• Covariance between yaw and pitch angles;
  • Covariance between yaw and roll angles;
  • Altitude;
  • Latitude;
  • Longitude;
  • Pitch angle;
  • Pitch rate;
  • Roll angle;
  • Roll rate;
  • Yaw angle;
  • Yaw rate;
  • Vehicle speed;
  • Timestamp.
These measurements were gathered according to the sampling rate stated for the experiments, which was 100 Hz. Appendix A presents an example of the datasets obtained from the experiments.

3. Experimental Results

To validate the feasibility and performance of the proposed architecture for estimating roll and sideslip angles, experimental tests were carried using a GOKA 650 vehicle (see Figure 5).
Vehicle parameters for the model (1) were obtained after performing several spiral and lane change experiments with the real vehicle (see Table 1). An accurate model for the real vehicle lateral dynamic behavior is required in order to design a robust observer that is capable of estimating both the roll and sideslip angles.
The event-triggered-based IoT observer was designed under the following considerations:
  • It was assumed that the longitudinal velocity was bounded in the interval [2 m/s, 20 m/s];
  • The maximum variation in the tire cornering stiffness was 5% of its nominal value;
  • The data sampling frequency was 100 Hz, with minimum and maximum transmission time delays of 5 and 20 ms, respectively.
A slalom test was performed to evaluate the effectiveness of the proposed architecture. This maneuver was chosen for validation since, in this, the vehicle’s dynamic capabilities are more stressed than in the other tests. The path that the vehicle followed during the experiment is depicted in Figure 6. The steering wheel angle set by the driver is presented in Figure 7. The longitudinal velocity profile of the vehicle during this experiment is shown in Figure 8.
Figure 9 shows the real and estimated sideslip angle of the vehicle during the experiment. Figure 10 depicts the comparison between the real and estimated roll angle of the vehicle. The ground truth values of the sideslip and roll angle were obtained using a dual GPS antenna, which is a high-cost sensor. Therefore, it is not possible to consider this as part of a standard vehicle.
In order to quantify the experimental results, Table 2 shows the maximum absolute error (MAX error) and the root mean square error (RMS error) for the estimated data, which were calculated as follows:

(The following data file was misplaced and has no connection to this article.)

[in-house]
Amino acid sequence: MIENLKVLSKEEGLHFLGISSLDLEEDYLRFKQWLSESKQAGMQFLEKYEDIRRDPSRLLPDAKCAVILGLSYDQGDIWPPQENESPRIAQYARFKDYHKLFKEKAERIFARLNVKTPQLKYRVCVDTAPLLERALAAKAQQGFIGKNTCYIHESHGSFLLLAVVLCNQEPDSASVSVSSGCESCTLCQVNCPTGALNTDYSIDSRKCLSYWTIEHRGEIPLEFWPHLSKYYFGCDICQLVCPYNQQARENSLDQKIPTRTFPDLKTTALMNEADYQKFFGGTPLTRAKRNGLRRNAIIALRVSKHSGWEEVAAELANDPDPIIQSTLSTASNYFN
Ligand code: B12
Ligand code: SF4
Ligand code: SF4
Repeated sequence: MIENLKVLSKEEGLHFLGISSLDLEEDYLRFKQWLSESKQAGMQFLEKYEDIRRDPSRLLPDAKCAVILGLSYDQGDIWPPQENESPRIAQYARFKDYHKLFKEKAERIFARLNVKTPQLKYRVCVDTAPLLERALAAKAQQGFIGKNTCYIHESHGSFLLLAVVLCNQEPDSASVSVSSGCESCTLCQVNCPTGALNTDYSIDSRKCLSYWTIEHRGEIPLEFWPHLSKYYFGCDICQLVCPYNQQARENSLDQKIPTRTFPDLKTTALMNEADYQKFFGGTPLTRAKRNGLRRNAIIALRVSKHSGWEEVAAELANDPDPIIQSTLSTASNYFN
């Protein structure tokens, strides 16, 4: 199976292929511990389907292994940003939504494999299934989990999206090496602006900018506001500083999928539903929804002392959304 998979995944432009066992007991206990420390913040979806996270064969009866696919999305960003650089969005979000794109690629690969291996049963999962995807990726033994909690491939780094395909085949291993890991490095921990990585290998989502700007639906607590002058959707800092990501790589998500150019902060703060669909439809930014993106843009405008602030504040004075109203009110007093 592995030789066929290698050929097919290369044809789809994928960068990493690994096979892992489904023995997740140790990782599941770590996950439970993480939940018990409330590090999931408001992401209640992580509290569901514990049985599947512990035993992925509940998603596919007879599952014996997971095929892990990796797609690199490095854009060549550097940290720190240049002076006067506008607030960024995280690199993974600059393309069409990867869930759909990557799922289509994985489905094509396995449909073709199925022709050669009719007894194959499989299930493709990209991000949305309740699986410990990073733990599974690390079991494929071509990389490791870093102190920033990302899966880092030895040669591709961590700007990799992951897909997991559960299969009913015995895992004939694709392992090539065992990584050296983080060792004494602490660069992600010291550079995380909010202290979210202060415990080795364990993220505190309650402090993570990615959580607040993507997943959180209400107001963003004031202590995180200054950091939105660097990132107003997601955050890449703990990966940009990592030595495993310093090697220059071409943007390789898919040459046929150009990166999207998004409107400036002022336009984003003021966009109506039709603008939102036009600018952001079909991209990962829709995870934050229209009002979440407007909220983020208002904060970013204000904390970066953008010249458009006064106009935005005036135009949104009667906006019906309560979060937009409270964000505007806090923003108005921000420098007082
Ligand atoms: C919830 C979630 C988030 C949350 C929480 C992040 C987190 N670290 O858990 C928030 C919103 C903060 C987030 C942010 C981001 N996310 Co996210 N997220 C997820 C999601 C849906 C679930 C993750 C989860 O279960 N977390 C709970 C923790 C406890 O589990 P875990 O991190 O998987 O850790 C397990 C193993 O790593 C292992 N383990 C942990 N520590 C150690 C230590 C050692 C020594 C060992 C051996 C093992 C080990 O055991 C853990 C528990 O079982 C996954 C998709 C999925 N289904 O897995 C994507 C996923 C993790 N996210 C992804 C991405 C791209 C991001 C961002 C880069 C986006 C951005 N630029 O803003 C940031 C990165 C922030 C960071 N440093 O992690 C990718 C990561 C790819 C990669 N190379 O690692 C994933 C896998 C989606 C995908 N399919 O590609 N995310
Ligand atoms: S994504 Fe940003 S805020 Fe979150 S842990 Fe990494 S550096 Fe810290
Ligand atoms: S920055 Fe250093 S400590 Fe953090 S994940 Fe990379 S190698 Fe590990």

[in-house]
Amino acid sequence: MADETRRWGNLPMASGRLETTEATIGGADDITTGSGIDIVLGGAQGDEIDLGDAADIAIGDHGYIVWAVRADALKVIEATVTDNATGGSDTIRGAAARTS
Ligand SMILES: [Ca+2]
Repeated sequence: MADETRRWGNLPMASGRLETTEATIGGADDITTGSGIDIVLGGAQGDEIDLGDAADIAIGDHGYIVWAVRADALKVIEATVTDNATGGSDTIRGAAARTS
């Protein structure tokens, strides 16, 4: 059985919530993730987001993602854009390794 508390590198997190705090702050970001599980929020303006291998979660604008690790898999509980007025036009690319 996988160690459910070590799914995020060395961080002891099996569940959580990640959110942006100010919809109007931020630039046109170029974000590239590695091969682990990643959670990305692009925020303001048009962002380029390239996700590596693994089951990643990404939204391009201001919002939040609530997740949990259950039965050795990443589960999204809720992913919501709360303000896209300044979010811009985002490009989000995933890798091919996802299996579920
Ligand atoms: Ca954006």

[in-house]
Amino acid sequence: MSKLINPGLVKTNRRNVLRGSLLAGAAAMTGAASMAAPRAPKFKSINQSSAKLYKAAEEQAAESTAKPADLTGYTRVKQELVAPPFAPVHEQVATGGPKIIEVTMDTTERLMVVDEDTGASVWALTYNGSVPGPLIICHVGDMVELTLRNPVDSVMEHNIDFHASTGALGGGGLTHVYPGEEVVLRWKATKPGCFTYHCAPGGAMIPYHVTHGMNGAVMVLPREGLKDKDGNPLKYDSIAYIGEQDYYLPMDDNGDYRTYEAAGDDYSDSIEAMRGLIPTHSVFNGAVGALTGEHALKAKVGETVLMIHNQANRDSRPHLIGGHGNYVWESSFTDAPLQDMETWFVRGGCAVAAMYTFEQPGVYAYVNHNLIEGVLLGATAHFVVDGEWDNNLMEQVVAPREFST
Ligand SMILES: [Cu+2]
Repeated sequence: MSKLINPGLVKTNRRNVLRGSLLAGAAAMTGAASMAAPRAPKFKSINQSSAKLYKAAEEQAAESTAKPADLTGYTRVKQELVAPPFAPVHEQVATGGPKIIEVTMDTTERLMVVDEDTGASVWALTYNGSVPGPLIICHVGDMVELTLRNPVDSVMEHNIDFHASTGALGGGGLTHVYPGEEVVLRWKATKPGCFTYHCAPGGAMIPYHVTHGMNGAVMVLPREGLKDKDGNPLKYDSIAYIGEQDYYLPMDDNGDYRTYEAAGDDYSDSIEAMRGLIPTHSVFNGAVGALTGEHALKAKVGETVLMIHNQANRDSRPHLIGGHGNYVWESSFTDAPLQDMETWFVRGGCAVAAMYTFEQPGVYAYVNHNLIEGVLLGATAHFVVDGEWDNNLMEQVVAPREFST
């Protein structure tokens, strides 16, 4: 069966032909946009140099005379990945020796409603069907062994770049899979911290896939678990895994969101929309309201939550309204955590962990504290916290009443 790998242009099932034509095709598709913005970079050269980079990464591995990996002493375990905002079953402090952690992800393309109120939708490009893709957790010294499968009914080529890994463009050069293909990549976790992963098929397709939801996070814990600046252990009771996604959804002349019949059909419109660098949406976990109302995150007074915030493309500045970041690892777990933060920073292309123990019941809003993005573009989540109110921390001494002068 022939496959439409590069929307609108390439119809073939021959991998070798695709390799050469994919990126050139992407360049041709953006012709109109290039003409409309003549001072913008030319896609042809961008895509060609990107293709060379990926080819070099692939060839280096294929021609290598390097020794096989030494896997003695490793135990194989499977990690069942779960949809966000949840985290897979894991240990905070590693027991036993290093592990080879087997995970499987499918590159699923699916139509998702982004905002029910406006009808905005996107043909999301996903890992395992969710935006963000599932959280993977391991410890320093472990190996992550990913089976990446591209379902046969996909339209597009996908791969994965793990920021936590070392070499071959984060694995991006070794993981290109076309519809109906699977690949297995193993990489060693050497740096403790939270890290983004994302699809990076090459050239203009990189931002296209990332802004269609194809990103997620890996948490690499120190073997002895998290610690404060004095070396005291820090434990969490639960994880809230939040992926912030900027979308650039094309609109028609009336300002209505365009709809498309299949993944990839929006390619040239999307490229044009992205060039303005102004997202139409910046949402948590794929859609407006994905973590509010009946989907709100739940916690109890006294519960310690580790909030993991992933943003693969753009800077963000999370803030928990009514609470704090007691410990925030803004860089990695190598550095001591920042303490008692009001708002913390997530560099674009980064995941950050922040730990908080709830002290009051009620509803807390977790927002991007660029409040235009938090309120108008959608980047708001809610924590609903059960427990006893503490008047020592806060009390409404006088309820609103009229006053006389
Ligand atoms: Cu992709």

M A X e r r o r β = M A X ( | β e x p e r i m e n t a l β e s t i m a t e d | ) M A X e r r o r ϕ = M A X ( | ϕ e x p e r i m e n t a l ϕ e s t i m a t e d | ) R M S e r r o r β = 1 n i = 1 n ( β e x p e r i m e n t a l , i β e s t i m a t e d , i ) 2 R M S e r r o r ϕ = 1 n i = 1 n ( ϕ e x p e r i m e n t a l , i ϕ e s t i m a t e d , i ) 2
The RMS error indicates a difference between the real and estimated value lower than 0 . 3 , for both the roll and sideslip angles. Thus, this demonstrates that the proposed architecture produced a good estimation for these unmeasured angles. With respect to the use of an event-triggered condition, a non-transmission rate of 44.32% was achieved, which lowered the amount of data sent over the network and demonstrates the advantage of designing an observer with an event-triggering condition.
Regarding the hypothesis introduced in Section 2, it was verified that the proposed IoT system can approximate vehicle roll and sideslip angles in real time without overloading the intra-vehicle network.

4. Conclusions

An event-triggered-based IoT architecture that simultaneously estimates the sideslip angle, β , and the roll angle, ϕ , is proposed in this paper. The observer was designed considering network-induced delays and an event-triggering mechanism to reduce the intra-vehicle network load.
The experimental results demonstrate that the proposed observer can simultaneously estimate both roll and sideslip angles using information from sensors already available in series-production vehicles or low-cost sensors, such as the roll rate, ϕ ˙ , yaw rate, r, and longitudinal velocity, v x . This ensures that the cost of the proposed architecture remains low.
The incorporation of an event-triggering mechanism allows the system to neglect any data package with irrelevant information, which reduces the amount of information sent over the network and, thus, the chance of the network becoming saturated. As shown in the experimental results, a non-transmission rate of 44.32% was achieved.